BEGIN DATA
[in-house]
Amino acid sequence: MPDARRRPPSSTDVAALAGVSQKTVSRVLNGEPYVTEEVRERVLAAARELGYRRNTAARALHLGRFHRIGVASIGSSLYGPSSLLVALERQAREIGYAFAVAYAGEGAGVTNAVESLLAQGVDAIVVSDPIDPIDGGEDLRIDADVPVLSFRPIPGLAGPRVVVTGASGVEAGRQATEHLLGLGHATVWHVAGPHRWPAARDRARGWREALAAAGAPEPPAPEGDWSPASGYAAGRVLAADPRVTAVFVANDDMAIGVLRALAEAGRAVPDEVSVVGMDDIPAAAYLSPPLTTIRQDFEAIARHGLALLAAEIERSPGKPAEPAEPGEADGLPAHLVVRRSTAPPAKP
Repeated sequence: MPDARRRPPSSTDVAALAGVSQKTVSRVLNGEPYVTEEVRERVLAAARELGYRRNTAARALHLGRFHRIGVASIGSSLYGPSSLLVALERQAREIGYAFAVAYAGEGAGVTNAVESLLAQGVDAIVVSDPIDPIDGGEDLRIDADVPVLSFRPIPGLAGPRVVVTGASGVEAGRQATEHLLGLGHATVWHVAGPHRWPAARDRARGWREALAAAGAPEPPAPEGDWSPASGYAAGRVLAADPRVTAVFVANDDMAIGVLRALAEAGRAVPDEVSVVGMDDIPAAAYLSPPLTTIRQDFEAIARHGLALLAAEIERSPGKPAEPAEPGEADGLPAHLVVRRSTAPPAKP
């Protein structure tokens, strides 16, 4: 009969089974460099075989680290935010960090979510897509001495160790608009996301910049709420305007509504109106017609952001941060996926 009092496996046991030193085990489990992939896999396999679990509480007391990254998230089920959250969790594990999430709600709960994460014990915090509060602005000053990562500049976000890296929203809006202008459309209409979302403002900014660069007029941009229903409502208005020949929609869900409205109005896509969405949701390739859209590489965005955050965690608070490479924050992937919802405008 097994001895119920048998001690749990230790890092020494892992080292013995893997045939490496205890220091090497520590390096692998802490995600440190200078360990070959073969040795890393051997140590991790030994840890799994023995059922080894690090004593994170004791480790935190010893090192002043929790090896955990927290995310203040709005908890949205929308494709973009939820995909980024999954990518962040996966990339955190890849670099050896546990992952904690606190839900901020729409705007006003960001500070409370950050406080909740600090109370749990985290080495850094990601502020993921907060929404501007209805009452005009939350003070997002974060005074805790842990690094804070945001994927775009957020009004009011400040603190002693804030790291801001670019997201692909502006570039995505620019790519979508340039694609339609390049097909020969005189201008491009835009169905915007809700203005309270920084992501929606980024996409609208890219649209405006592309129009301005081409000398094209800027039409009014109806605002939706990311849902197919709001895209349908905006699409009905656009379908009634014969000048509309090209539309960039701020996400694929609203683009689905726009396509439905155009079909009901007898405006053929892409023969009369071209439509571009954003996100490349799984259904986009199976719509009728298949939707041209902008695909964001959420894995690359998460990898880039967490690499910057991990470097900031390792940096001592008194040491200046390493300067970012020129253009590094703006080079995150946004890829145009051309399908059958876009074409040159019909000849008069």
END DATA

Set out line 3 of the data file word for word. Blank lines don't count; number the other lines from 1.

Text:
Repeated sequence: MPDARRRPPSSTDVAALAGVSQKTVSRVLNGEPYVTEEVRERVLAAARELGYRRNTAARALHLGRFHRIGVASIGSSLYGPSSLLVALERQAREIGYAFAVAYAGEGAGVTNAVESLLAQGVDAIVVSDPIDPIDGGEDLRIDADVPVLSFRPIPGLAGPRVVVTGASGVEAGRQATEHLLGLGHATVWHVAGPHRWPAARDRARGWREALAAAGAPEPPAPEGDWSPASGYAAGRVLAADPRVTAVFVANDDMAIGVLRALAEAGRAVPDEVSVVGMDDIPAAAYLSPPLTTIRQDFEAIARHGLALLAAEIERSPGKPAEPAEPGEADGLPAHLVVRRSTAPPAKP